Page 20 of Fallen Daughters

The searing sting from the cuts brought tears to my eyes, but I refused to allow them to fall. The cuts were gifts of love, and I needed to fight the superficial pain and concentrate on the deeper emotion and energy connecting me to the women as they offered the only thing they had of any worth, though not of monetary value. As tradition dictated, the loved ones would offer a trait of theirs that they valued greatly but would be willing to sacrifice to another. This farewell ceremony consisted only of three bloody slices to my flesh, a far cry from what others had endured. As a child, I could remember when villagers would say goodbye to the soldiers, both men and women, leaving for battle, and each remaining person—not able to fight—would mark the back of the departing with the same bloody knife, offering their farewell gift. The sign of a true warrior who had left behind all that they once loved would be a shoulder or back scarred with marks from people who were forced to say goodbye forever.

In this world, everything was forever. The belief of hope had long expired, and no one believed or lived by looking toward the future for a possible good outcome. Hope dissipated right along with the sunrays—nothing but grey, dread, and despair in its place.


Ruth helped Anna out of her seat and to another so that she could sit behind me with the blade. She placed the tip of the metal to my flesh and pressed firmly, barely breaking the skin. “As I say goodbye to you forever,” she slowly lowered the knife down the length of my shoulder, “I give you the gift of submission.” As Ruth reached the end of the cut, I squeezed my eyes shut, feeling the blood from my wounds drip down the side of my back, running along the grooves of my ribcage. “May you always have it… and understand it fully.”

I glanced over my shoulder to stare at the woman, slightly confused as to why she would alter a time honored tradition and ceremony by changing the verse. Although, when I looked into Ruth’s eyes, I could see the woman had wanted to offer something extra. It was her final farewell gift, and she simply wanted to give a little bit more.

Raising my tunic—not caring about the bloodstains that would occur—I watched my dirty fingers fiddling with the buttons as an excuse not to look at the women. I didn’t want to cry. I didn’t want to break down and shake with fear. It was my duty to remain strong. I was no different than all the others who had left before me. Everyone would eventually leave one way or another.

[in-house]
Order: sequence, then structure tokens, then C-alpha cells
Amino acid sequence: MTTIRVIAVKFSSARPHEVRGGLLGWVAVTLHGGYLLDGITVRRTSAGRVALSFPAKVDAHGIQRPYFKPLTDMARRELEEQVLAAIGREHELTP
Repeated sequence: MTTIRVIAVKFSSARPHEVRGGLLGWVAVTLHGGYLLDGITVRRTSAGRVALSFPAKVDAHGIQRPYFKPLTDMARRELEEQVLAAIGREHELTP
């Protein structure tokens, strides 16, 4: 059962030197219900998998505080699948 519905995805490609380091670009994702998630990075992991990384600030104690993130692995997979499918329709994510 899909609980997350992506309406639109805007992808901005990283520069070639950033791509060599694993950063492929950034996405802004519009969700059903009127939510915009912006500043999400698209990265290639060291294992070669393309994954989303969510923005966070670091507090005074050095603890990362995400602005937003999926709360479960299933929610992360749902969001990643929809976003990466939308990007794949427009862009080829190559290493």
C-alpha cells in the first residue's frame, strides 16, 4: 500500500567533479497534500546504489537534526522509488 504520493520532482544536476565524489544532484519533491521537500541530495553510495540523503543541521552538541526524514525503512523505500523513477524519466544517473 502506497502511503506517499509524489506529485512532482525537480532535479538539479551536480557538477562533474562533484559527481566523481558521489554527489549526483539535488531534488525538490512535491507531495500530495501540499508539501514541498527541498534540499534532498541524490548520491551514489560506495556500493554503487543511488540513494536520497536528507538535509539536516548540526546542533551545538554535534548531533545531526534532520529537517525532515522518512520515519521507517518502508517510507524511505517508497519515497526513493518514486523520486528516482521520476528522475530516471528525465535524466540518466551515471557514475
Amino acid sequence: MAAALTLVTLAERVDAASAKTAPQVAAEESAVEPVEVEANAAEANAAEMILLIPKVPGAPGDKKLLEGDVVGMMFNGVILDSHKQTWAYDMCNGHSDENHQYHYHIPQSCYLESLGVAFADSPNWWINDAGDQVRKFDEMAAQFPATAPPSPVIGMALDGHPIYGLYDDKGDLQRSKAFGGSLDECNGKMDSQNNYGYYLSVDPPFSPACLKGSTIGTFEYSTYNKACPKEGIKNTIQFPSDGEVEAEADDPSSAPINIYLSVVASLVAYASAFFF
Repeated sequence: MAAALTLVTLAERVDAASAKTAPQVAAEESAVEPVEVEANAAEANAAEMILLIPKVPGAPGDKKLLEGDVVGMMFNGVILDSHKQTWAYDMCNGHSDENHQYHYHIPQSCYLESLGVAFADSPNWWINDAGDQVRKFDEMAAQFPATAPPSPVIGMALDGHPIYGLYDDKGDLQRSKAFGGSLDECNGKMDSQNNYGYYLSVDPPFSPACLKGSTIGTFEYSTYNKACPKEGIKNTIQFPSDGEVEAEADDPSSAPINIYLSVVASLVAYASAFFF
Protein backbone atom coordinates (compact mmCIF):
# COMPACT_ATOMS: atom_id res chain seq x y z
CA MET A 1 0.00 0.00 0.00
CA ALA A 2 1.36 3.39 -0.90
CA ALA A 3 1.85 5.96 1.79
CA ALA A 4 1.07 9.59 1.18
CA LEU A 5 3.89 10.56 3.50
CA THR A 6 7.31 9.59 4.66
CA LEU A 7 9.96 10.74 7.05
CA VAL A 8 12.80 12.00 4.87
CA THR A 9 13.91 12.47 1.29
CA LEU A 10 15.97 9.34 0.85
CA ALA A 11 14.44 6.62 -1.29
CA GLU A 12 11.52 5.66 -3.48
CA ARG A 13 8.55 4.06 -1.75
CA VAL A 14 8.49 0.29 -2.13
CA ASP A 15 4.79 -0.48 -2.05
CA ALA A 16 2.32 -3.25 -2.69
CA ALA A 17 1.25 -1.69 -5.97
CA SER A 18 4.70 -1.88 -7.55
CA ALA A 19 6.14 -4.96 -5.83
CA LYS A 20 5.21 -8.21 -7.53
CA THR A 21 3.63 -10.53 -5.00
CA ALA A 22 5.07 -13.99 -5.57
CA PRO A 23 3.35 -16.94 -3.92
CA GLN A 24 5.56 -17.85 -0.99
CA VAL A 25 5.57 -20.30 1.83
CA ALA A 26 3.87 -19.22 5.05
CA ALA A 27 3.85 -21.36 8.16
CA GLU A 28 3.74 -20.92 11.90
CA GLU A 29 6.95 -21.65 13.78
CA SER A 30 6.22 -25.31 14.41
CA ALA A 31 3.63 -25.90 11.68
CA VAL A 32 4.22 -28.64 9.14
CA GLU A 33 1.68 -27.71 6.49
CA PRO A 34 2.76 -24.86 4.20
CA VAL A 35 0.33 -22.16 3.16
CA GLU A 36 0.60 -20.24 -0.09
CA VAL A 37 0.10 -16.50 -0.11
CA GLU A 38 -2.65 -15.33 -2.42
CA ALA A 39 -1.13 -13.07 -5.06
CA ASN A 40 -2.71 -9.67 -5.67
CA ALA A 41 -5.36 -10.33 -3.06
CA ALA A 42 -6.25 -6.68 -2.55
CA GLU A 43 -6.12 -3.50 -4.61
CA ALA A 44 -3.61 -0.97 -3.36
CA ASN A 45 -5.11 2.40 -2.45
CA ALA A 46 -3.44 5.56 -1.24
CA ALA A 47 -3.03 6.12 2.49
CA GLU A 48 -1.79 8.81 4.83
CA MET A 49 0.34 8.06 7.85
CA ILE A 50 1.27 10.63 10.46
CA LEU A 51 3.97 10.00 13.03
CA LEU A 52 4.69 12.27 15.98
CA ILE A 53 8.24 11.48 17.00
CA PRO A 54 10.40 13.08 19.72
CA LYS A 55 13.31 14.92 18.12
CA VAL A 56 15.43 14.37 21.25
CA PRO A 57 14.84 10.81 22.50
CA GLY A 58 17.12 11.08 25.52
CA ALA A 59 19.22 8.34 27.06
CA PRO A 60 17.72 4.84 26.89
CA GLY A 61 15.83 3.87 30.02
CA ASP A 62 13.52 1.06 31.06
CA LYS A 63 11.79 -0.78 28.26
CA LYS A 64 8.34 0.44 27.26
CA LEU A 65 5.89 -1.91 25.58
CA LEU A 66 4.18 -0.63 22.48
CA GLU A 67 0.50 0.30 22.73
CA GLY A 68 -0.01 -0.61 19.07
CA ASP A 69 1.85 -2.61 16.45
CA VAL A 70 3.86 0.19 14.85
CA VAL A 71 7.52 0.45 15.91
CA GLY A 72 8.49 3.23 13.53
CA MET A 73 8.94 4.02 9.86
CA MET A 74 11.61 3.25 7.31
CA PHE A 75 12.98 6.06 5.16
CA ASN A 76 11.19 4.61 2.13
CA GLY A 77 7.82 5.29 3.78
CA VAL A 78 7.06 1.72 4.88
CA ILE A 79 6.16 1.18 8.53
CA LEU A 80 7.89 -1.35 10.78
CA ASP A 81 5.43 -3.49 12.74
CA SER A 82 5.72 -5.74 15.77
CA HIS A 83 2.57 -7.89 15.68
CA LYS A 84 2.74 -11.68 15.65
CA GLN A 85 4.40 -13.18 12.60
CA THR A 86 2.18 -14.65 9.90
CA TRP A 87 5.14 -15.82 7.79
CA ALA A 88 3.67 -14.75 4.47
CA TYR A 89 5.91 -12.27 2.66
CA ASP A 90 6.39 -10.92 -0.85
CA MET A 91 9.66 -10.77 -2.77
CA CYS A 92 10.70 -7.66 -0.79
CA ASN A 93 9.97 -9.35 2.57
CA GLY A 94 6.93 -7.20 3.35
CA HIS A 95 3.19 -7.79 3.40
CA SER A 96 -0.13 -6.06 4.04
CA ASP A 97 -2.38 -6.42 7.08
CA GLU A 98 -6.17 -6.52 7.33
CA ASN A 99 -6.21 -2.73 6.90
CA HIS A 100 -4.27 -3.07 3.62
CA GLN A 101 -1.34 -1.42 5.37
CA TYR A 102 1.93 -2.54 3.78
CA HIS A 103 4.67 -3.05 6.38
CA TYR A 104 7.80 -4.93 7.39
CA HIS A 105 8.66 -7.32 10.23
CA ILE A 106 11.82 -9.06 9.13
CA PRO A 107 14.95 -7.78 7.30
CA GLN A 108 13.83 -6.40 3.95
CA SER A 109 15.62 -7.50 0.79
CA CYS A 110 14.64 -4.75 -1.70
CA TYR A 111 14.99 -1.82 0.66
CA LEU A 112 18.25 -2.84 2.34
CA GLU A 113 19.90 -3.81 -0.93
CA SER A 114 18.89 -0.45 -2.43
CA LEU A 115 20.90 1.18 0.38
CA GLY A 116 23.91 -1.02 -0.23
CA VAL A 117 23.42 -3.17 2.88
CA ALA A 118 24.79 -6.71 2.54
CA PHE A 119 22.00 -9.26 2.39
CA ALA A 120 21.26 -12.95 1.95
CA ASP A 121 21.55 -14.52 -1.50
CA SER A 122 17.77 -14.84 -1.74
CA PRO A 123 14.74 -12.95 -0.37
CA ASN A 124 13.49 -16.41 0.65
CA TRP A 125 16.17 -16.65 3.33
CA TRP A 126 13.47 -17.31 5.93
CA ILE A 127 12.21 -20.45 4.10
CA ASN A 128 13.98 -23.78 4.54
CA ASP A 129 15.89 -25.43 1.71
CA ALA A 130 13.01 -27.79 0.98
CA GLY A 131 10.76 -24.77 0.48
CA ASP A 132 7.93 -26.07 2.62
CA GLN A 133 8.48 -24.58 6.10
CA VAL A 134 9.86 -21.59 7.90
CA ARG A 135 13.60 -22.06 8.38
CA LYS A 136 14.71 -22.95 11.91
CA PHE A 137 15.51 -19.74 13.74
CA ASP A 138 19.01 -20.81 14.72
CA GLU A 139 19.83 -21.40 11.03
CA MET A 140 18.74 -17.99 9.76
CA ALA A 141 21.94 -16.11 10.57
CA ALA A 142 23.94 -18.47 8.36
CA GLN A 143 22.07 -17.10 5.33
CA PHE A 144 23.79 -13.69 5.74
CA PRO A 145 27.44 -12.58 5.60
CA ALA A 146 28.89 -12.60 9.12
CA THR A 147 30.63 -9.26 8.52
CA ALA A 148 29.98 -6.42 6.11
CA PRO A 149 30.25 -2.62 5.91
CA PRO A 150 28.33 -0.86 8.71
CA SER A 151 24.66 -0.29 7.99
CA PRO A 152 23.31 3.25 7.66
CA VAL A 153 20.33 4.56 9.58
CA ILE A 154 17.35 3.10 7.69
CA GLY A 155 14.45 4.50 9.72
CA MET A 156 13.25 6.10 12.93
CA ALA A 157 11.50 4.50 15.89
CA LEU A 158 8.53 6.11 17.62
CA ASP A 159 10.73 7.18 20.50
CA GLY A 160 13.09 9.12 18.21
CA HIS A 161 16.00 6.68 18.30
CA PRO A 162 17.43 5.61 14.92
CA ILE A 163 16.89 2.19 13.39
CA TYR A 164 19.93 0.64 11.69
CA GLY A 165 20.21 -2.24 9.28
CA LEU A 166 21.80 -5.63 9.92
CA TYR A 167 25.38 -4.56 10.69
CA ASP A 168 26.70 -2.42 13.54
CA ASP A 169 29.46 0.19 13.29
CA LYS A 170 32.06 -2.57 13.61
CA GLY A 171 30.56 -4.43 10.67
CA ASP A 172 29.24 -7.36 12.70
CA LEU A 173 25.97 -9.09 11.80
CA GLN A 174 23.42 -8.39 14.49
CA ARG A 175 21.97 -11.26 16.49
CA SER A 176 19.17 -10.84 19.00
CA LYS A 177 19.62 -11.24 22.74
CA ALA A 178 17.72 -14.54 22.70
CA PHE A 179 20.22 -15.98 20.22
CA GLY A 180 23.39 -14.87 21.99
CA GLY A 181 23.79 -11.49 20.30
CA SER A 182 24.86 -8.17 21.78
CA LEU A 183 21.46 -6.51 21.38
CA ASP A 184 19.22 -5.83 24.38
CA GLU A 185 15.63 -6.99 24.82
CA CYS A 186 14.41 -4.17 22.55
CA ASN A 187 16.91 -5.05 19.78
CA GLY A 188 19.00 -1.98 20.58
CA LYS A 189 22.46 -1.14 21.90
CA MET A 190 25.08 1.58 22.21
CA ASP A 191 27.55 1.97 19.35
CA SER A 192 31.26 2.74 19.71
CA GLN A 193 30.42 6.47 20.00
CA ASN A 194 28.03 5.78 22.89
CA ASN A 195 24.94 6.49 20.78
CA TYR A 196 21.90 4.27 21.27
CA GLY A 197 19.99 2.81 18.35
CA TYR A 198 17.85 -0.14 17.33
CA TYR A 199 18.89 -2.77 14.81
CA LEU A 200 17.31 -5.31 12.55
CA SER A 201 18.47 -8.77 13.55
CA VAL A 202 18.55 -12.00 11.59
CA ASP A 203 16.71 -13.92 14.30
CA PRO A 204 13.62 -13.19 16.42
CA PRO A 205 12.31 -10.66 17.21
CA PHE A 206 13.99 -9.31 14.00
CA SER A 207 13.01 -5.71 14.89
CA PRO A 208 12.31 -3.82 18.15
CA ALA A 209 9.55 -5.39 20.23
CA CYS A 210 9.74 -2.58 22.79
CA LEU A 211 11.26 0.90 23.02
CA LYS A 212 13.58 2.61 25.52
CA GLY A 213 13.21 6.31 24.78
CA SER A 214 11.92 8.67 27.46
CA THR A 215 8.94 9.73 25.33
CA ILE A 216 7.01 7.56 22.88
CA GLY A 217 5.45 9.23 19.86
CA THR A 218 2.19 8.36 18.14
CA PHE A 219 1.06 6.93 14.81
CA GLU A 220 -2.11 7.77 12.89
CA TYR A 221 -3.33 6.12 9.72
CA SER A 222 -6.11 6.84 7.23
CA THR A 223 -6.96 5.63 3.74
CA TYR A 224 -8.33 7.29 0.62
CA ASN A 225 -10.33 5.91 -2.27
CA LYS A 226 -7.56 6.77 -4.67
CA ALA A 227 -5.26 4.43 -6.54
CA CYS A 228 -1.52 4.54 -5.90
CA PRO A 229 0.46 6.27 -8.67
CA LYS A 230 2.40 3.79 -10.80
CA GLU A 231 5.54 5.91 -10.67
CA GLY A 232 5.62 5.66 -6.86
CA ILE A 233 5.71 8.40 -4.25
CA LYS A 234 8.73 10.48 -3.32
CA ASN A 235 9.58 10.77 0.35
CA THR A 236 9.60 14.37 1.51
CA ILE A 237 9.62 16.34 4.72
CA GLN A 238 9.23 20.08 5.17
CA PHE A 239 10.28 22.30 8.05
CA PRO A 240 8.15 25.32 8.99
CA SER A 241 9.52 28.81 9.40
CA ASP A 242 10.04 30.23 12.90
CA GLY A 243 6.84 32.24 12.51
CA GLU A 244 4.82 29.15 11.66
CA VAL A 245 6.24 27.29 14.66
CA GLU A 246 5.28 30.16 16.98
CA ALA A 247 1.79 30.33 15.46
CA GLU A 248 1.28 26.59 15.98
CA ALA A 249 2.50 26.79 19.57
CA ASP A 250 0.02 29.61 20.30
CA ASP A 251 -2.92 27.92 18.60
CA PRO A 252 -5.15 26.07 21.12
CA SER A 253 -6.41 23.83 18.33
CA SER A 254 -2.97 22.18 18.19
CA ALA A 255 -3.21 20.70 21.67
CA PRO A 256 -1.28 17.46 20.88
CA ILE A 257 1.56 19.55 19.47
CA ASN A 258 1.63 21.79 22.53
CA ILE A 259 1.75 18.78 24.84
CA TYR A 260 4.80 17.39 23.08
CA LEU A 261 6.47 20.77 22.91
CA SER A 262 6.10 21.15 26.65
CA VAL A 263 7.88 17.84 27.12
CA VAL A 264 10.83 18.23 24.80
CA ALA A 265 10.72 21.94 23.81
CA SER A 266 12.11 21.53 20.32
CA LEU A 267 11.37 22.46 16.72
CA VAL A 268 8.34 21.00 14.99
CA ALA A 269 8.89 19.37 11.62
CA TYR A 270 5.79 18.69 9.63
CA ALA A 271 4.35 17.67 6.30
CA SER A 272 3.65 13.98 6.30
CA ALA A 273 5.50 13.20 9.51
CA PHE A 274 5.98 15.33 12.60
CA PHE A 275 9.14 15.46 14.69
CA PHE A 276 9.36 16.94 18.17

Taking a deep breath, I made my way to the doorway and paused with my back to the women. Without turning to face them, I said, “As I say goodbye to you forever, I give you the gift of memory. May you always have it.”

Walking out the door and down the dirt path, I knew it would only be a matter of time until I walked right up to the army to surrender. I didn’t know what that meant, or what consequences would occur from such an act, but I had no other choice. I didn’t look back once as I crested the hill that would remove any sight of my village behind me.

Never look back. Never look back.

Those were words I told myself time and time again when I had to leave or say goodbye to others. Those were the words I chanted when I walked away from my charred childhood home, knowing that not a single soul but myself had survived. Those were the words I recited as I tried to block out the image of my mother’s eyes, closed as if she were only asleep, but while my bloody father stared lifelessly up at me, eyes wide open. One parent looked so peaceful while the other looked so tortured, even in death.

As I trailed up another rolling hill, I concentrated on the cadence of my heartbeat to move my hungry and tired body forward. Beat after beat, I marched, until the sound of the beats grew in intensity. Glancing up toward the horizon, I realized that the sounds were not from me but from the approaching Pike army. I had found them…

Or they had found me.

I stood in place, hoping that zero movement on my behalf would signal to them from a distance that I meant no harm. I would not attack, nor try to run. How one sacrifices to save others, I didn’t know. But all I could do now was stand in place and wait.

Luckily, my plan seemed to work as a large caravan of men, both marching and on horseback, approached me. A large, covered, wooden wagon with bars on the windows was being dragged by mules. It slowly made its way behind the soldiers. At a glance, I assumed it was a prison transport of some kind.

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